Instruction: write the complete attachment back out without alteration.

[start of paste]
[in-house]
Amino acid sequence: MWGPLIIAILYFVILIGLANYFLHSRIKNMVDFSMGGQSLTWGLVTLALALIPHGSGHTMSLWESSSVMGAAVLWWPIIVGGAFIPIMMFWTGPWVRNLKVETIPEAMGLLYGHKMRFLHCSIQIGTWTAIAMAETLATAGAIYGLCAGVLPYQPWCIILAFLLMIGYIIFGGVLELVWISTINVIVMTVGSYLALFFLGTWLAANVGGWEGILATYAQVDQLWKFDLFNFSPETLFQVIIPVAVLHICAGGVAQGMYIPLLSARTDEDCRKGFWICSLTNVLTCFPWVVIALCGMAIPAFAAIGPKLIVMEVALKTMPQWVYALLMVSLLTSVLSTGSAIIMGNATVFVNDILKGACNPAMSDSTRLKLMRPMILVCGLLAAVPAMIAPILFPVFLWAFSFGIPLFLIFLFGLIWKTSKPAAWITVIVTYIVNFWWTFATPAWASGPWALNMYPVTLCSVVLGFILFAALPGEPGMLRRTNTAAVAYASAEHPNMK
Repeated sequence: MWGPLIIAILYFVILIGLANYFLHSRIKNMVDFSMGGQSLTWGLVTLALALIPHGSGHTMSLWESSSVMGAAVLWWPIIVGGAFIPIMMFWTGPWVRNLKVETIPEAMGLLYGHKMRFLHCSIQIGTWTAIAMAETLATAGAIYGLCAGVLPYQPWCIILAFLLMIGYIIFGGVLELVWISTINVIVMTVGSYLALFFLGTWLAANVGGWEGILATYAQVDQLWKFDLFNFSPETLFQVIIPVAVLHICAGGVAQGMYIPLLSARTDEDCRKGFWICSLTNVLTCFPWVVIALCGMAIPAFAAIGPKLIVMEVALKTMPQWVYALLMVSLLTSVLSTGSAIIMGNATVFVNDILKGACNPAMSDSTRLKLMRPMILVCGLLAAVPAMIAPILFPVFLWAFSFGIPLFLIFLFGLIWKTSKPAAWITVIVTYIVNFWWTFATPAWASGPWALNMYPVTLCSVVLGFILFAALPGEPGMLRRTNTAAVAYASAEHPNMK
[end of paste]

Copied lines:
[in-house]
Amino acid sequence: MWGPLIIAILYFVILIGLANYFLHSRIKNMVDFSMGGQSLTWGLVTLALALIPHGSGHTMSLWESSSVMGAAVLWWPIIVGGAFIPIMMFWTGPWVRNLKVETIPEAMGLLYGHKMRFLHCSIQIGTWTAIAMAETLATAGAIYGLCAGVLPYQPWCIILAFLLMIGYIIFGGVLELVWISTINVIVMTVGSYLALFFLGTWLAANVGGWEGILATYAQVDQLWKFDLFNFSPETLFQVIIPVAVLHICAGGVAQGMYIPLLSARTDEDCRKGFWICSLTNVLTCFPWVVIALCGMAIPAFAAIGPKLIVMEVALKTMPQWVYALLMVSLLTSVLSTGSAIIMGNATVFVNDILKGACNPAMSDSTRLKLMRPMILVCGLLAAVPAMIAPILFPVFLWAFSFGIPLFLIFLFGLIWKTSKPAAWITVIVTYIVNFWWTFATPAWASGPWALNMYPVTLCSVVLGFILFAALPGEPGMLRRTNTAAVAYASAEHPNMK
Repeated sequence: MWGPLIIAILYFVILIGLANYFLHSRIKNMVDFSMGGQSLTWGLVTLALALIPHGSGHTMSLWESSSVMGAAVLWWPIIVGGAFIPIMMFWTGPWVRNLKVETIPEAMGLLYGHKMRFLHCSIQIGTWTAIAMAETLATAGAIYGLCAGVLPYQPWCIILAFLLMIGYIIFGGVLELVWISTINVIVMTVGSYLALFFLGTWLAANVGGWEGILATYAQVDQLWKFDLFNFSPETLFQVIIPVAVLHICAGGVAQGMYIPLLSARTDEDCRKGFWICSLTNVLTCFPWVVIALCGMAIPAFAAIGPKLIVMEVALKTMPQWVYALLMVSLLTSVLSTGSAIIMGNATVFVNDILKGACNPAMSDSTRLKLMRPMILVCGLLAAVPAMIAPILFPVFLWAFSFGIPLFLIFLFGLIWKTSKPAAWITVIVTYIVNFWWTFATPAWASGPWALNMYPVTLCSVVLGFILFAALPGEPGMLRRTNTAAVAYASAEHPNMK